When you go to a doctor, you expect someone like Dr. House. Someone who will stay with you until they find out what’s wrong with you and provide a cure. Either doctors are not as brilliant, or just not as interested as Mr. Gregory in solving a puzzle. Getting to the next patient, to comply with some quota, seems like a better deal. When they can’t figure something out quickly, they just stick “Anxiety” on your forehead and move on. It’s easy, and after taking the pills you get docile, sleepy and forget the whole thing. Try getting off of them after a while, though.

My parents came to my city to visit, and I took them to tourist spots. Whenever we stopped at a restaurant I wouldn’t eat anything. I would bring my own shakes and smoothies and drank them in the car. My family felt as if saying things like: “If you don’t eat then we won’t eat either,” would help. It was harder to accept for them than it was for me.

I had stopped fighting and just learned to survive. I stopped comparing myself to when eating a meal took 5 minutes, and I started comparing myself to the time when I couldn’t even drink a smoothie without it feeling strange. That’s when I realized that we, as human beings, just get used to things. We learn to survive. We adapt.

Our life is malleable. It is ever-changing and we change with it, like a surfer finding his perfect wave. Our first reaction is to pull back, throw tantrums, be angry with the world and think the darkest thoughts about life. I saw firsthand that if we just stick with it long enough, our bodies and mind will create the antidote, the answer. A new path will be forged. We become alchemists.

Months after living like this, I began eating at restaurants. Soups and easy stuff, at first. Continuing with the things I felt worked for me such as meditation, not eating or drinking anything hours before bed and giving myself an 8-hour sleep opportunity (as explained on Why We Sleep). I trained myself how to be a social person again.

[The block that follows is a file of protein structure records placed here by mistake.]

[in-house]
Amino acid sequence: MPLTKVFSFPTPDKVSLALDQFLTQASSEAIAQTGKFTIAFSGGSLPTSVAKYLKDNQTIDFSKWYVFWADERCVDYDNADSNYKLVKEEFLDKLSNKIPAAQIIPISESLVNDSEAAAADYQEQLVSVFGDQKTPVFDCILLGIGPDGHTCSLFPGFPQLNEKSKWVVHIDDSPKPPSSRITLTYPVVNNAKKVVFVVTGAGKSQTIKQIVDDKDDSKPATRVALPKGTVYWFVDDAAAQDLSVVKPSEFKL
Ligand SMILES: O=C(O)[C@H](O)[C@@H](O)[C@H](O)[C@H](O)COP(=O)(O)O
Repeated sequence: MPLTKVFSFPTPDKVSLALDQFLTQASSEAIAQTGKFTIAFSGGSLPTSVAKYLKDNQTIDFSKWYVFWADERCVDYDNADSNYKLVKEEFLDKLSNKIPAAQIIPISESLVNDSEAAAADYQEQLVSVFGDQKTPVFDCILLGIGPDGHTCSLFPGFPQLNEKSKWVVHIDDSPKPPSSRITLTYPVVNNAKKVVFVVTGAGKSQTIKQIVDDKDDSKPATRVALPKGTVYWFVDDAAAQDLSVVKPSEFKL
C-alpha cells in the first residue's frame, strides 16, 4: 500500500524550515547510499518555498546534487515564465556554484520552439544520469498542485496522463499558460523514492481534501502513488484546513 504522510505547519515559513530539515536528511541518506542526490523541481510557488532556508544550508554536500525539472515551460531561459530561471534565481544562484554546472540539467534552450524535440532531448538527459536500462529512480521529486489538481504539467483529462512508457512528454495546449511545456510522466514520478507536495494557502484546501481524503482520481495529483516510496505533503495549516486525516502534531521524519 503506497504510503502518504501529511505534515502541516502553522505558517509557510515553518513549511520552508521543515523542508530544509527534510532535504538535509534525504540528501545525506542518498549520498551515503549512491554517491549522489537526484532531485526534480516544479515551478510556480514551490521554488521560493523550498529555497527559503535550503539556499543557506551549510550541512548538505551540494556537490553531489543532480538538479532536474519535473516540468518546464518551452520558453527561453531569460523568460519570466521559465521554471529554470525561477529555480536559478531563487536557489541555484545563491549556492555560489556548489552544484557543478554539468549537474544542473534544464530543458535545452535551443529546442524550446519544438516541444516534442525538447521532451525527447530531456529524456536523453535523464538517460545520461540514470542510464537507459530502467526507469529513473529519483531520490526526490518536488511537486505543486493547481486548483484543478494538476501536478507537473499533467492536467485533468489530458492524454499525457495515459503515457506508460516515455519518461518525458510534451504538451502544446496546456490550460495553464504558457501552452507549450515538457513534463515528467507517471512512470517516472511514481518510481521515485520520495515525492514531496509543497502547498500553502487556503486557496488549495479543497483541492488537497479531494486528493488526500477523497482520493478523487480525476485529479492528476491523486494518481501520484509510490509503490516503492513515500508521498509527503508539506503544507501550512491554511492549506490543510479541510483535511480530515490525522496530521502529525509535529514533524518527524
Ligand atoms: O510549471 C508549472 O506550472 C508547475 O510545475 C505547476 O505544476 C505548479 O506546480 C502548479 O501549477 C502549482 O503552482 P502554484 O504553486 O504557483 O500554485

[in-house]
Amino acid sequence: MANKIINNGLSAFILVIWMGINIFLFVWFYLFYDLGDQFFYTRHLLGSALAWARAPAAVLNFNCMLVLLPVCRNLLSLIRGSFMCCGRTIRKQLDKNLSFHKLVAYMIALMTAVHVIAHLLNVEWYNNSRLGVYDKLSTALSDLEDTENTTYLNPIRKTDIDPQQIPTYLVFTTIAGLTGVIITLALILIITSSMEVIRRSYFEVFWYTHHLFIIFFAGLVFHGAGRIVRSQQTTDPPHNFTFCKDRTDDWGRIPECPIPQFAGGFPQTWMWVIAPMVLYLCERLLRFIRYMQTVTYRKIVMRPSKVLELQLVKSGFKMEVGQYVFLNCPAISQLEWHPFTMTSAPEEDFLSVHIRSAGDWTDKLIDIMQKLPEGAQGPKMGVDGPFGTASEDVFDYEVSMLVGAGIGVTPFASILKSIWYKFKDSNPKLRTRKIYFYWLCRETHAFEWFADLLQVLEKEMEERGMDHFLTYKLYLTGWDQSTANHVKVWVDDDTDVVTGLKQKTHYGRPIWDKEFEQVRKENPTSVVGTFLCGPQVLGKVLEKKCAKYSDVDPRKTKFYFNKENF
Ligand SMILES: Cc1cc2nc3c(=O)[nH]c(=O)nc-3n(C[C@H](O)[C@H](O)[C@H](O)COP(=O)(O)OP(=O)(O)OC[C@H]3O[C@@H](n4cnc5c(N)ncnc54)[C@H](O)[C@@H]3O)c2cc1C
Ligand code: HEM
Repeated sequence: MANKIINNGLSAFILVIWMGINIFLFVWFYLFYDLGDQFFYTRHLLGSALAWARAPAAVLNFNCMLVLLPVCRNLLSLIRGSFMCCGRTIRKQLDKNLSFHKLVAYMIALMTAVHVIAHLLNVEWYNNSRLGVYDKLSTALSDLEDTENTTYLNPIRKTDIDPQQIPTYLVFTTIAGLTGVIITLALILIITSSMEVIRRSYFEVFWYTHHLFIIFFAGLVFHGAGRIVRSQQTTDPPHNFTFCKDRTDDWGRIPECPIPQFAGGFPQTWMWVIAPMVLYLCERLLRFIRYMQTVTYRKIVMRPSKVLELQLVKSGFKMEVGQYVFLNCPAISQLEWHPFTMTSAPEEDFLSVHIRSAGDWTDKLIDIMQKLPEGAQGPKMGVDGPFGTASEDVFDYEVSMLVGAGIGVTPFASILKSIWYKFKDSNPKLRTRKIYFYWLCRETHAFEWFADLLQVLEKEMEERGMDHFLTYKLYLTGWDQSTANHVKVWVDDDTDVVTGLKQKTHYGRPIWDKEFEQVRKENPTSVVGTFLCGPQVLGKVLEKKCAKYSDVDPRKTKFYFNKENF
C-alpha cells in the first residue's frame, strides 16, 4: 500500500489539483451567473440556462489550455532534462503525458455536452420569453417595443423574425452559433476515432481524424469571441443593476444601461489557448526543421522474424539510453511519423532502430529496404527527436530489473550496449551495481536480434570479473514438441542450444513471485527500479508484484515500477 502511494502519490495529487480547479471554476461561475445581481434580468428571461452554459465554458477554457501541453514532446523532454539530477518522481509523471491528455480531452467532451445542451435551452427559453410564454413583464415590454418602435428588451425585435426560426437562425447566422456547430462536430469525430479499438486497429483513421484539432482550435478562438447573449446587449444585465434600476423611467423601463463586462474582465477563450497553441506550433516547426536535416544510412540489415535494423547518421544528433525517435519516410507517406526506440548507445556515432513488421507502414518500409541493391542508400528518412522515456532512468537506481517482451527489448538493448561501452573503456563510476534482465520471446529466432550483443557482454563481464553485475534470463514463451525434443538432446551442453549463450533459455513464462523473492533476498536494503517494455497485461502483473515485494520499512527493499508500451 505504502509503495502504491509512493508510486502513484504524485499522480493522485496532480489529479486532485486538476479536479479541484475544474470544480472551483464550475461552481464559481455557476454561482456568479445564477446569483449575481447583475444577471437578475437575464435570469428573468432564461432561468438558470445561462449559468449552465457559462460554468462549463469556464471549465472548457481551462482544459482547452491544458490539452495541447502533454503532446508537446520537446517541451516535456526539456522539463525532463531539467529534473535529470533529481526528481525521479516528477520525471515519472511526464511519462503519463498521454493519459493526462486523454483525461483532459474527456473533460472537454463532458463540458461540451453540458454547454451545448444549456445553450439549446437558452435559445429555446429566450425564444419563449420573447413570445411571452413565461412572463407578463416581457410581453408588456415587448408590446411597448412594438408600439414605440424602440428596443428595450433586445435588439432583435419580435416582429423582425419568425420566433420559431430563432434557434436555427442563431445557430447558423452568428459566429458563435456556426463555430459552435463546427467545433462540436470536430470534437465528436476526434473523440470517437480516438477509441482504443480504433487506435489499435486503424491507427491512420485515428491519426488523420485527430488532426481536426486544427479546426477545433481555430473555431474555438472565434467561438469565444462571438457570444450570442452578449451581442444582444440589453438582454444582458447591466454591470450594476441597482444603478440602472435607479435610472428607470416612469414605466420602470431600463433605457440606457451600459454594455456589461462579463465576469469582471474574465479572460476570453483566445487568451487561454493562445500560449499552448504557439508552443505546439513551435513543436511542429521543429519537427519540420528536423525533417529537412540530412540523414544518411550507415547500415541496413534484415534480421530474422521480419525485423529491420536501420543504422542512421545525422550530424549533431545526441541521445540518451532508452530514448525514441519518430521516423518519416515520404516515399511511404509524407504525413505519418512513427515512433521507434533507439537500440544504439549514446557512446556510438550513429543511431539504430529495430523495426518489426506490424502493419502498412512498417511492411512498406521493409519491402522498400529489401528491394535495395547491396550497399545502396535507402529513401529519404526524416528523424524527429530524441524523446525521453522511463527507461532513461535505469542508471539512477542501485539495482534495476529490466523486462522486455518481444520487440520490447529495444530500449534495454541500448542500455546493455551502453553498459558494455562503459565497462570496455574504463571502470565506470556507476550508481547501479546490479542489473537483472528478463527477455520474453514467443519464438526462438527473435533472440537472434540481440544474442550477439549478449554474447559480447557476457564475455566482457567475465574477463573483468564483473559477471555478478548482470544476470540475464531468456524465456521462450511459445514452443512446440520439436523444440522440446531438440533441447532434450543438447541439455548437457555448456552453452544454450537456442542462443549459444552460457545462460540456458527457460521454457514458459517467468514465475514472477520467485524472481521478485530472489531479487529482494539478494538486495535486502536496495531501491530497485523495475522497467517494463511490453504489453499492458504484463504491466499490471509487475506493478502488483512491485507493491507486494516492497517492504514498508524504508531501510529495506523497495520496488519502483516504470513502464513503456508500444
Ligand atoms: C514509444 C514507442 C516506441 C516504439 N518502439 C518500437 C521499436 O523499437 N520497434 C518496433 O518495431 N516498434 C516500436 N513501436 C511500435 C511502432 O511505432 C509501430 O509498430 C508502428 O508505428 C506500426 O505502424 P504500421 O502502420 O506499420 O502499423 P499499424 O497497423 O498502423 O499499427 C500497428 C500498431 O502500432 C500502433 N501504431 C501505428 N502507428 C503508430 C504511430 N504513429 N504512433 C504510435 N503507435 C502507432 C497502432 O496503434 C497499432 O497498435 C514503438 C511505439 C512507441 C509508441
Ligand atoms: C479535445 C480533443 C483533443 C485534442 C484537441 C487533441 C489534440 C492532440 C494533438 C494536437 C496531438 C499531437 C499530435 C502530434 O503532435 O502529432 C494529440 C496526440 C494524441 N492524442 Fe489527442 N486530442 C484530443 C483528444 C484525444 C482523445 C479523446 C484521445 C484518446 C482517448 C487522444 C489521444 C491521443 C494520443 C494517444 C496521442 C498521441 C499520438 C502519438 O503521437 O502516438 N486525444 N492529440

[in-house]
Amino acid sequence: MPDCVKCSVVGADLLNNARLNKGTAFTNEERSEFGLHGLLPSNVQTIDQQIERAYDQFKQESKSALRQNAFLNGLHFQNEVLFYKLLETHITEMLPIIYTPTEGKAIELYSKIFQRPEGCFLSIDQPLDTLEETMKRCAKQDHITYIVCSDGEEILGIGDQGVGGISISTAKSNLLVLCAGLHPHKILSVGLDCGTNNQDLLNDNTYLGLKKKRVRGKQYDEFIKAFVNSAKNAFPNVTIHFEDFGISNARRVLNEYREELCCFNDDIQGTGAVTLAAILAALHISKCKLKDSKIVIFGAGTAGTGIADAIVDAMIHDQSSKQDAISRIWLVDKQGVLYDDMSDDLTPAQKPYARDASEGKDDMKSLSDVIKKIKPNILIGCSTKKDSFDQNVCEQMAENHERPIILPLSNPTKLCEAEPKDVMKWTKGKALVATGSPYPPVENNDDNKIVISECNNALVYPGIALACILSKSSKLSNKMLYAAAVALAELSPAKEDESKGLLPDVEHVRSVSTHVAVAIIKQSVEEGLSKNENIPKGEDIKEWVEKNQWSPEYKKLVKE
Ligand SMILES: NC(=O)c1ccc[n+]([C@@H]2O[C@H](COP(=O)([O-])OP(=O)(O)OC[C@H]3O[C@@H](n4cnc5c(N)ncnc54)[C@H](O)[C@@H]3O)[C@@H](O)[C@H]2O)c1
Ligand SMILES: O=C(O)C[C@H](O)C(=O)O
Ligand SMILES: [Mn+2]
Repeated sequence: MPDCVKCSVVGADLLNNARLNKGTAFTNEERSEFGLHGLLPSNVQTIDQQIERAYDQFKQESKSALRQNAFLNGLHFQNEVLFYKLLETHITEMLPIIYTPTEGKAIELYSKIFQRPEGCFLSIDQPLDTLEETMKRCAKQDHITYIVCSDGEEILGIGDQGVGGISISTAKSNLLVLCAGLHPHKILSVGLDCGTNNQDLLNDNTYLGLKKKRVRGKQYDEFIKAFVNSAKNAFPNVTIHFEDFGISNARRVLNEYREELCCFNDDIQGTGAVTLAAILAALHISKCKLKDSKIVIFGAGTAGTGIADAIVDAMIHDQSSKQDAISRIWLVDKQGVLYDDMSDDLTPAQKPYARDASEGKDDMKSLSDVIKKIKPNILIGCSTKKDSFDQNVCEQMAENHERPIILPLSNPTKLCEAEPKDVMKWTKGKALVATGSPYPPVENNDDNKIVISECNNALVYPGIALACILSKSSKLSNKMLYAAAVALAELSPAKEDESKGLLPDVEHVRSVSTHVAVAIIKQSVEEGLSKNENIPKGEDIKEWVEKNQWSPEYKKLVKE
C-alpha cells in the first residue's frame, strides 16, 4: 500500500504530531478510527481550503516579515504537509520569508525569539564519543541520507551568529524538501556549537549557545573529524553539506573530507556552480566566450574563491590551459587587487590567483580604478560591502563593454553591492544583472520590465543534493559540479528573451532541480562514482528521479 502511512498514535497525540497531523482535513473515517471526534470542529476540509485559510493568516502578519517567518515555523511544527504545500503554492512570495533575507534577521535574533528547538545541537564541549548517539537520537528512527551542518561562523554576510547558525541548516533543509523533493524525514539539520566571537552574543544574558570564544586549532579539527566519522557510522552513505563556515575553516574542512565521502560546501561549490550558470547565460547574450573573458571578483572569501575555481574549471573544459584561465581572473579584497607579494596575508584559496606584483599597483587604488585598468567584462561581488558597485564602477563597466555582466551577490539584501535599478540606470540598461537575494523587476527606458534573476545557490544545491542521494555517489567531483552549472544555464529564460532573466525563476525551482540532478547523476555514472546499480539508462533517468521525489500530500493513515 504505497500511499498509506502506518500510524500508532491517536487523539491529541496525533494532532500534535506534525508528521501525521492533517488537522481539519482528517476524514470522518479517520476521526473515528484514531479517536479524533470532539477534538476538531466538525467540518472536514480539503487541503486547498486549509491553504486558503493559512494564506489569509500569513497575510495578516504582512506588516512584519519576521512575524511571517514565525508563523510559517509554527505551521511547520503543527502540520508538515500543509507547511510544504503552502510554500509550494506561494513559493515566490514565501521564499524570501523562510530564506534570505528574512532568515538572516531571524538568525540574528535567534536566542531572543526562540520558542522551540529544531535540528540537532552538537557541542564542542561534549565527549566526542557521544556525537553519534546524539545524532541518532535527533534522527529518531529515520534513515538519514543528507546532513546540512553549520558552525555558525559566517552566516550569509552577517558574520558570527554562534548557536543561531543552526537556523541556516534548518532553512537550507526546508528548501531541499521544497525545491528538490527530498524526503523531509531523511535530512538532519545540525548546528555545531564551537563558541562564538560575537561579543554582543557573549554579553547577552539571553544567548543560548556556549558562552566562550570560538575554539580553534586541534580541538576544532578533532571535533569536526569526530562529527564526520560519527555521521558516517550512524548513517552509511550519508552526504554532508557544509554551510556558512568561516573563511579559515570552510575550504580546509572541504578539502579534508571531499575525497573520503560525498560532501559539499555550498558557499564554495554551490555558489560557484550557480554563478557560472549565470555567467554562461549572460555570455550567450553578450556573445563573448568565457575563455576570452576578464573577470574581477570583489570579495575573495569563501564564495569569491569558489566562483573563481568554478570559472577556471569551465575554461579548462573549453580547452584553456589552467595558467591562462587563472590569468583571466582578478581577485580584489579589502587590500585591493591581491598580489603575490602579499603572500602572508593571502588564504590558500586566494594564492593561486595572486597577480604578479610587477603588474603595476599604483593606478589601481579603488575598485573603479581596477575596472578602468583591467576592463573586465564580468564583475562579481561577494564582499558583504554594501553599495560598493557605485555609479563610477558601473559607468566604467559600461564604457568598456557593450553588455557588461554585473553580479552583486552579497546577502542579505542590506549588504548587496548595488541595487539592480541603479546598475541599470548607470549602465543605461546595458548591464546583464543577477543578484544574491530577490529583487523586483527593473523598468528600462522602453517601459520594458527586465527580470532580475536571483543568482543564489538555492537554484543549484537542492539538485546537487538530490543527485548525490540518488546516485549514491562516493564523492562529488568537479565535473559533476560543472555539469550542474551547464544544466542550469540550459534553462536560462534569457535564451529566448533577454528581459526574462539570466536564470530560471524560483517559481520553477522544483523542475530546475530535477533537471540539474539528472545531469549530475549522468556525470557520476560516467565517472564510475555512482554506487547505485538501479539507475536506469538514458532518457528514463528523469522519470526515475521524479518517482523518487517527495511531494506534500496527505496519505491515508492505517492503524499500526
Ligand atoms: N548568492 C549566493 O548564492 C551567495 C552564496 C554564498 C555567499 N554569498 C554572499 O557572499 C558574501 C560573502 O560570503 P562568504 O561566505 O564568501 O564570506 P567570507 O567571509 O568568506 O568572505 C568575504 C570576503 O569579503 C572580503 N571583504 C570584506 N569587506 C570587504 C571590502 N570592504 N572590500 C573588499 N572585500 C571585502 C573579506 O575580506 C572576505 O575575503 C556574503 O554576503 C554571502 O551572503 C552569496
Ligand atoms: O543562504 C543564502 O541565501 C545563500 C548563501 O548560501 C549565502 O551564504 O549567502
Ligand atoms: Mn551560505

You get used to your situation, but that doesn’t mean you can’t or shouldn’t evolve in some way. Adapting is merely to create a ground zero from where you can rise again. It is a defense mechanism to stop you from falling further. Think about the thrusters on a rocket. Eventually, you have to propel yourself upwards. Adapt, survive, but eventually live.

This post is to remind you, and myself, to not be shell shocked when something bad happens. Instead, let it sink in, float on it for a while. Don’t ignore your pain. Follow it. Allow your mind to build a new path in front of you.

Morning Routines: How to Rise Like a Phoenix

Morning routines are not an easy thing to maintain consistently. Some of us wake up and swim in wet dreams of social media acceptance and procrastination. Minutes or hours go by before we even set foot from our beds. We then proceed to load our bodies with carbs in the form of sugary pseudo breakfasts. Even if we sleep well and get off on the right foot, these two, and even more, simple morning routines make us switch feet on the fly and continue our day onwards with the wrong foot.

From my experience in life, and reading books and interviews from people who are smarter or wealthier than me, I have learned a few things that I can do consistently to achieve a state of homeostasis. No ups and downs of sugar. No cravings. No procrastination loop. Here they are:

Sleep

In fact, this is more of a step 0. You probably have read or heard it all before:

  • Never eat or look at blue light two hours before bed
  • meditate
  • do not do rigorous exercise before bed
  • light reading
  • if you can’t fall asleep in half an hour, do not stay to toss, and turn and go into another room and do a relaxing activity.

I will go beyond that:

Find your relaxing sound

Mine are two things: videos of people painting(paintbrush sounds hypnotize me into dreamland) and more recently an alarm I got for Christmas that uses sound and light therapy to help fall asleep and stay asleep while also waking you up in a calming way.

For some people, this can be ASMR, white noise, the sound of rain, the ocean, the sound of people typing on computers, handling papers, or anything else. Find your sound.

Extract the thoughts right out of your head

Really. Either keep a journal where you can empty your mind or use apps like Nirvana. I would advise that you first read the book “Getting things Done” by David Allen to learn how to take actionable steps to solve the problems or complete the projects in your head. The most important thing is not to have them sticking around in the lobby of your mind hotel, kick them out!

For the love of god, speak!